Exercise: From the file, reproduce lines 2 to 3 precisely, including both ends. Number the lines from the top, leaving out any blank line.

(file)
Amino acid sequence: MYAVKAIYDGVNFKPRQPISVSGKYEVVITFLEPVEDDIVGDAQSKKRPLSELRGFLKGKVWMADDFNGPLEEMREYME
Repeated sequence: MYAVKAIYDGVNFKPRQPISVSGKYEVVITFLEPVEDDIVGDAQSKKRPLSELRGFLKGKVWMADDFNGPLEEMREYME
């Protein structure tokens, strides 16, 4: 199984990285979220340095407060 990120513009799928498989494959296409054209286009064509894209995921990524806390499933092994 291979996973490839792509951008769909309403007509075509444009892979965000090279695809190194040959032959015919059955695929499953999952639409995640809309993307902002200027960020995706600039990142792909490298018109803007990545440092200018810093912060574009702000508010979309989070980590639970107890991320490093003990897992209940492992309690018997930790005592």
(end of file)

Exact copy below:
Repeated sequence: MYAVKAIYDGVNFKPRQPISVSGKYEVVITFLEPVEDDIVGDAQSKKRPLSELRGFLKGKVWMADDFNGPLEEMREYME
């Protein structure tokens, strides 16, 4: 199984990285979220340095407060 990120513009799928498989494959296409054209286009064509894209995921990524806390499933092994 291979996973490839792509951008769909309403007509075509444009892979965000090279695809190194040959032959015919059955695929499953999952639409995640809309993307902002200027960020995706600039990142792909490298018109803007990545440092200018810093912060574009702000508010979309989070980590639970107890991320490093003990897992209940492992309690018997930790005592």